Florida’s Construction Lien Laws: Owner’s Contest of Lien

Florida’s Construction Lien Laws: Owner’s Contest of Lien

By James M. Gonzalez and Jessica Cappock October 27, 2020 Posted in Construction Law

Next in this series, we discuss the owner’s right to contest a Claim of Lien recorded on their property. If a dispute arises regarding the appropriateness or accuracy of a recorded lien, it may be in the property owner’s best interest to file a Notice of Contest of Lien. Recording a Contest of Lien puts the spotlight on the lienor to act. Specifically, the Notice will begin a 60-day time period for the lienor to file their action to foreclose on the lien or lose their lien rights completely.

a. Standard Time Period for Enforcement of a Construction Lien

Florida's Construction Lien Laws: Owner's Contest of LienUpon the recording of a lien against a property owner’s real property, the clock begins ticking for the lienor to bring an action to enforce the lien. Per Florida Statute §713.22(1), a lien may not exceed the time period of 1-year (1) after the claim has been recorded, or (2) after the recording of an amended claim of lien with a showing of the last date of furnishing labor, services, or materials, notwithstanding the time an action to enforce the lien is filed. Moreover, “a lien that has been continued beyond the 1-year period…is not enforceable against creditors or subsequent purchasers for a valuable consideration….” Fla. Stat. §713.22(2).

b. Owner’s Ability to Shorten the Time Period of Enforcement of a Lien

By recording a Contest of Lien, a property owner may shorten the time period that the lienor can enforce their lien. This can put pressure on the lienor to use it or lose it. The shortened time period to enforce the lien is strictly construed by the courts and often times, when the heat is on, the lienor will fail to meet this quick deadline; thereby losing their right to file suit. Pursuant to Florida Statute §713.22(2), “[a]n owner’s attorney may elect to shorten the time prescribed…within which to commence an action to enforce any claim of lien…by recording in the clerk’s office a notice….” Following the filing of the Notice of Contest, a copy will be sent to the address of the lienor (the address found on the recorded Claim of Lien), putting the lienor on notice that the 60-day time period has begun and the lien will extinguish if the lienor does not exercise their rights within that time frame.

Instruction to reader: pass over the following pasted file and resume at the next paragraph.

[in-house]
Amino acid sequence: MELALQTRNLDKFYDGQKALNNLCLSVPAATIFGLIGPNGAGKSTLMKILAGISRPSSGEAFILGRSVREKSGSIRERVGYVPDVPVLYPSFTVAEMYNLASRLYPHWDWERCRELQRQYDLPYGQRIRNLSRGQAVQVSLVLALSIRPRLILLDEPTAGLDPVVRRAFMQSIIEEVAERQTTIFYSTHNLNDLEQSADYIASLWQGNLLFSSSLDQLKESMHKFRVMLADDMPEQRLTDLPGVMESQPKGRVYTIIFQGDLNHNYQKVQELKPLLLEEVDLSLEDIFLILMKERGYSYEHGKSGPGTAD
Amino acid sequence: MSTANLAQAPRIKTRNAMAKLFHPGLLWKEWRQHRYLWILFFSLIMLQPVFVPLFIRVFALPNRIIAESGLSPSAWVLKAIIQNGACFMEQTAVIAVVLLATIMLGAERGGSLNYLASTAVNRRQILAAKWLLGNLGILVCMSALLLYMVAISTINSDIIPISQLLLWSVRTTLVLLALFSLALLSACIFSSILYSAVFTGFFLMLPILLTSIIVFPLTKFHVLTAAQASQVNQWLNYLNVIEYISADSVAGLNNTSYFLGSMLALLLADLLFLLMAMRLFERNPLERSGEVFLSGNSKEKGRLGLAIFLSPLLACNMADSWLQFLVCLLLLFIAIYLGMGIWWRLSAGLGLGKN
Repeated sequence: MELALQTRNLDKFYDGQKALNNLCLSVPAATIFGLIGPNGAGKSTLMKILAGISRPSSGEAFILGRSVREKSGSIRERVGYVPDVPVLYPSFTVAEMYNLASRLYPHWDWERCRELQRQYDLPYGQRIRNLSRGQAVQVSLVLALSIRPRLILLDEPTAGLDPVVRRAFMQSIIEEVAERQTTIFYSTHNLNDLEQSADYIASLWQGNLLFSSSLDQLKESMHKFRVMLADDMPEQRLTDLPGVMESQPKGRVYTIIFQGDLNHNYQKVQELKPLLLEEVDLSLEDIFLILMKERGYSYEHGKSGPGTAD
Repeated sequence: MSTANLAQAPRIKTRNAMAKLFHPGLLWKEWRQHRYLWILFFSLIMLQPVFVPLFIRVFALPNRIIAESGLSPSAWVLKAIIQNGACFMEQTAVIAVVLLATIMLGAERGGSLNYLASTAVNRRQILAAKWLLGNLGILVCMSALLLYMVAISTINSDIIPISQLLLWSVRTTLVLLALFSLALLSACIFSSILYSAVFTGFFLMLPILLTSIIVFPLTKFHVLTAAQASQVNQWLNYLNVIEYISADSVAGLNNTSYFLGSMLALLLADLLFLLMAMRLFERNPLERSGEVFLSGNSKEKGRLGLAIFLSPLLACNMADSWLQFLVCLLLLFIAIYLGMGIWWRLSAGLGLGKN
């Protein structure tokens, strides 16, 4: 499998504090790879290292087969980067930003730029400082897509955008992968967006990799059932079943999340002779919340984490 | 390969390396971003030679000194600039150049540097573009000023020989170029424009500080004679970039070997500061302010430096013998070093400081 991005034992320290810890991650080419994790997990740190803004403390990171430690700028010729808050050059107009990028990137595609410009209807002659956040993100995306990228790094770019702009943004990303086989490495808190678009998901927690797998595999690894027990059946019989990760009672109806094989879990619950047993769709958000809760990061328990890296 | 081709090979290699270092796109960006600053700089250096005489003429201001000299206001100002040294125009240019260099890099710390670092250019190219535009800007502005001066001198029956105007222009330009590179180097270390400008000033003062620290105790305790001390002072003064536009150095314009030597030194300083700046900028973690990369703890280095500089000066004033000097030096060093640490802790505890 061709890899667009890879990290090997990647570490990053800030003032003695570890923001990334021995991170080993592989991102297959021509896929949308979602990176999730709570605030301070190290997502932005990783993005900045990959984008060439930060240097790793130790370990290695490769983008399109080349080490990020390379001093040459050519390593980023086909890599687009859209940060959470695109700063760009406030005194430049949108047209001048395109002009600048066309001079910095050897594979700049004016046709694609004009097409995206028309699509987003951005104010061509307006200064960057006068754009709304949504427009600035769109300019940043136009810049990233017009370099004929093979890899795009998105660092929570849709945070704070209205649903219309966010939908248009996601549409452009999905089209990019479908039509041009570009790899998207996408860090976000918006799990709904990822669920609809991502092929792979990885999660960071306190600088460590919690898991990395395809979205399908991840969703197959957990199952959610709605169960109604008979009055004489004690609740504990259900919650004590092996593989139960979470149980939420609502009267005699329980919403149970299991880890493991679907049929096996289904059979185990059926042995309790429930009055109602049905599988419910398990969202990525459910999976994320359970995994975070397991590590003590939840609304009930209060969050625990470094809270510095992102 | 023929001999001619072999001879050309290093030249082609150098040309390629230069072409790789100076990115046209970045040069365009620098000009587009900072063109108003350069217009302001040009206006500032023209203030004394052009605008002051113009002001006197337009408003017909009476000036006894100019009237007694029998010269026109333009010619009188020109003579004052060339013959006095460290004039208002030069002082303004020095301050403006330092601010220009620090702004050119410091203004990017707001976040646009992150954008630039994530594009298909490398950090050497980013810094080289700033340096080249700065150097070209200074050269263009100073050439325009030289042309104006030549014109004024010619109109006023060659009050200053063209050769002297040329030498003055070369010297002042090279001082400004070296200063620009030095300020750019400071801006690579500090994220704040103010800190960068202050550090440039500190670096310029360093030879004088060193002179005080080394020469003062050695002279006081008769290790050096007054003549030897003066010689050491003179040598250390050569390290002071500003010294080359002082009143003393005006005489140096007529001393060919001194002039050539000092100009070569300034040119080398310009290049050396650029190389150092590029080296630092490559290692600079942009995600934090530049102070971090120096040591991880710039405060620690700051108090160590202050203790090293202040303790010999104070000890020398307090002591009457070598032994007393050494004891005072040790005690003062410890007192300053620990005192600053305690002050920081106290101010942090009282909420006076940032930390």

Florida Statute §713.22(2) provides the following form for a Notice of Contest of Lien:


To:   (Name and address of lienor)  

You are notified that the undersigned contests the claim of lien filed by you on  ,   (year)  , and recorded in   Book  , Page  , of the public records of   County, Florida, and that the time within which you may file suit to enforce your lien is limited to 60 days from the date of service of this notice. This   day of  ,   (year)  .

Signed:   (Owner or Attorney)  

The lien of any lienor upon whom such notice is served and who fails to institute a suit to enforce his or her lien within 60 days after service of such notice shall be extinguished automatically. The clerk shall serve, in accordance with s.713.18, a copy of the notice of contest to the lien claimant at the address shown in the claim of lien or most recent amendment thereto and shall certify to such service and the date of service on the face of the notice and record the notice.


c. Computing the Time Period

While the early bird may get the worm, sometimes early filing simply does not happen for one reason or another. Therefore, it is important to be precise in calculating the 60-day time period to file an action in response to the owner’s Notice of Contest of Lien. In Site-Prep, Inc. v. Tai, the plaintiff filed their complaint to foreclose on the lien 60 days following the date of service, but 61 days if the date of service was included. 472 So.2d 766, 766 (Fla. 5th DCA 1985). The trial court struck down the complaint ruling that the 60-day period included the date of service. Id. However on appeal, the court clarified the rule writing that “the uniform rule in computing time periods is that the first day of the period is excluded from the computation, and the last day is included.” Id.

The takeaways from §713.22 are:

  1. As a property owner, filing a Notice of Contest of Lien can provide leverage against a lienor’s potentially improper lien and require the lienor to file their lien foreclosure action or lose the privilege; and
  2. for the lienor, it is important to note that the Notice of Contest of Lien requires timely action on your part to exercise your right to enforce your lien before the right is extinguished.

To read the previous blogs in this series, visit https://www.cobbgonzalez.com/blog/

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